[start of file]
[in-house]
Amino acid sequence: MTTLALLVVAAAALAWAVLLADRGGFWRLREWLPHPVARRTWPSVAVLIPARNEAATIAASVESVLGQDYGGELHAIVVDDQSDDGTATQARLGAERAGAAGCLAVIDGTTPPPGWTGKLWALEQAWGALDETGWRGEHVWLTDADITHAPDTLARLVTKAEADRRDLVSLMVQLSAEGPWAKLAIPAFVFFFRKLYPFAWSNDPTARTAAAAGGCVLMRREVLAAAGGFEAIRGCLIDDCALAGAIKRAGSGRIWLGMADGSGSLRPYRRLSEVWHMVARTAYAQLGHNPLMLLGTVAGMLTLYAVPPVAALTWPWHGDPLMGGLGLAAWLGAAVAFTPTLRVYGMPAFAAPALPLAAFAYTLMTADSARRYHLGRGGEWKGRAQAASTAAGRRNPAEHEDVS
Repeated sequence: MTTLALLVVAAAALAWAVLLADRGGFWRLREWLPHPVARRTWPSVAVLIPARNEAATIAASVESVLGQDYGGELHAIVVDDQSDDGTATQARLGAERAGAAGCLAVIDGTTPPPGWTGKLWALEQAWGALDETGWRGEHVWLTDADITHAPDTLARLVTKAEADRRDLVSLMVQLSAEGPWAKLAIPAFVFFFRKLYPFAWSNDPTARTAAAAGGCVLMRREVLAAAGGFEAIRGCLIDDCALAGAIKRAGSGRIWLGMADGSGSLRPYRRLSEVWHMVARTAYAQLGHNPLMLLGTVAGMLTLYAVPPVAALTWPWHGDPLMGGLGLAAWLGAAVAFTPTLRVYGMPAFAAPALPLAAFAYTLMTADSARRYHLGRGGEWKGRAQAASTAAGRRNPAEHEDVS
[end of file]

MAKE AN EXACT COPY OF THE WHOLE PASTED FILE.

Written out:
[in-house]
Amino acid sequence: MTTLALLVVAAAALAWAVLLADRGGFWRLREWLPHPVARRTWPSVAVLIPARNEAATIAASVESVLGQDYGGELHAIVVDDQSDDGTATQARLGAERAGAAGCLAVIDGTTPPPGWTGKLWALEQAWGALDETGWRGEHVWLTDADITHAPDTLARLVTKAEADRRDLVSLMVQLSAEGPWAKLAIPAFVFFFRKLYPFAWSNDPTARTAAAAGGCVLMRREVLAAAGGFEAIRGCLIDDCALAGAIKRAGSGRIWLGMADGSGSLRPYRRLSEVWHMVARTAYAQLGHNPLMLLGTVAGMLTLYAVPPVAALTWPWHGDPLMGGLGLAAWLGAAVAFTPTLRVYGMPAFAAPALPLAAFAYTLMTADSARRYHLGRGGEWKGRAQAASTAAGRRNPAEHEDVS
Repeated sequence: MTTLALLVVAAAALAWAVLLADRGGFWRLREWLPHPVARRTWPSVAVLIPARNEAATIAASVESVLGQDYGGELHAIVVDDQSDDGTATQARLGAERAGAAGCLAVIDGTTPPPGWTGKLWALEQAWGALDETGWRGEHVWLTDADITHAPDTLARLVTKAEADRRDLVSLMVQLSAEGPWAKLAIPAFVFFFRKLYPFAWSNDPTARTAAAAGGCVLMRREVLAAAGGFEAIRGCLIDDCALAGAIKRAGSGRIWLGMADGSGSLRPYRRLSEVWHMVARTAYAQLGHNPLMLLGTVAGMLTLYAVPPVAALTWPWHGDPLMGGLGLAAWLGAAVAFTPTLRVYGMPAFAAPALPLAAFAYTLMTADSARRYHLGRGGEWKGRAQAASTAAGRRNPAEHEDVS